Whilst we know the oldest continually played for silverware in Australian soccer football is our Challenge Shield from 1901, however Australia’s oldest known soccer football trophy in existence is possibly the little-known Atkinson Price Challenge Cup from 1887!
This beautiful piece of silverware is believed to be founded and resided in the now mining ghost town of Joadja Creek located in the Southern Highlands. Little is known about the Cup but it is likely that it was donated by Richard Atkinson Price, a NSW businessmen with an interest in Rugby Union and later a protectionist politician.
During the 1880’s Joadja Creek was a thriving Scottish community of approximately 1,200 people mining coal and shale to produce oil and kerosene. As with other Scottish communities such as Granville, Balmain and Pyrmont, the lads started playing soccer football in their isolated valley community.
Upon learning of the foundation of the Southern British Football Association, the Joadja Creek community would later recruit their best players to form a representative team calling themselves Southern Cross Football Club. They would then challenge the best of the NSW competition and a team of players made up from a number of Sydney based teams was put together and a match was arranged on Joadja’s home turf and it is possible that they played for the honour of winning the Atkinson Price Challenge Cup. Interestingly no Granville Football Club players were selected in this mixed Sydney team despite being undefeated for 2 years – we suspect a bit of early eastern western suburbs politics may have been at play even back then..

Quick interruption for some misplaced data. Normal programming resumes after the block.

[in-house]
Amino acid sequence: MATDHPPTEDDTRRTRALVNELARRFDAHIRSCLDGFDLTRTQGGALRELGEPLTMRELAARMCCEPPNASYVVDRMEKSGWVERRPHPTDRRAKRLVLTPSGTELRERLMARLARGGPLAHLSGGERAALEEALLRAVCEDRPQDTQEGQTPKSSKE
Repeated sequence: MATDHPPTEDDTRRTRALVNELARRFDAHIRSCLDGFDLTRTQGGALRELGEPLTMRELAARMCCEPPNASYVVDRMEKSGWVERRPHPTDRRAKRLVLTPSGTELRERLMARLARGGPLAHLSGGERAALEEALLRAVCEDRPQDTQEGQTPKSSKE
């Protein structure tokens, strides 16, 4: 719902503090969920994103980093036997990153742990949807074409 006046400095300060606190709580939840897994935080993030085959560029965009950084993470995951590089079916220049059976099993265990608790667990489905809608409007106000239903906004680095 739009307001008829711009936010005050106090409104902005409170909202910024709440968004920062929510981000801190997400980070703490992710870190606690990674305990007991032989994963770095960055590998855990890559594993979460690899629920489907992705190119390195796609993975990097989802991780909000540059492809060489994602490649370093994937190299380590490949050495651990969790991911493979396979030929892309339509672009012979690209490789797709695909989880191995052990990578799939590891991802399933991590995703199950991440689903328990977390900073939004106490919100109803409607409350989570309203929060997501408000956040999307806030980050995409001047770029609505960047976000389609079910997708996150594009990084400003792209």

On the Queen’s Birthday long weekend of 21 May 1887, the Sydney team endured 5 hours and 100 miles of rail and horse and carriage travelling before playing their much anticipated match. Fatigued, they were not in the same condition as the local team and Joadja Creek would go on to win a well spirited game 2-0. It is worth noting that the game was only for one hour due to failing light as the long travel meant the game started late. The Joadja Creek lads then entertained the Sydney lads and shared an ale with the visitors at the Joadja Hotel.
The following year the powerhouse Granville Football Club team would travel to the Southern Highlands and play against Joadja Creek’s Southern Cross Football Club. As with the year before, this match was also played on the Queen’s Birthday long weekend of 24 May 1888 and the home team won again, this time with a score line of 3-1. Granville however would win the return match 2 months later on 28 July 1888 at Granville 1-0. The following year on 24 August 1889, Joadja Creek playing at home would triumph over Granville Football Club 5-2.
Throughout the 1890’s there is no accurate record of any other matches being played between the 2 clubs and soon after the turn of the century, the thriving Joadja Creek community would become a distant memory.
Sadly the introduction of the electric street light and market forces meant that the need for shale oil and kerosene diminished rapidly. Consequently the mining business slowed considerably and the community moved afar in search of employment leaving the village of Joadja Creek to become a ghost town, a victim of progress.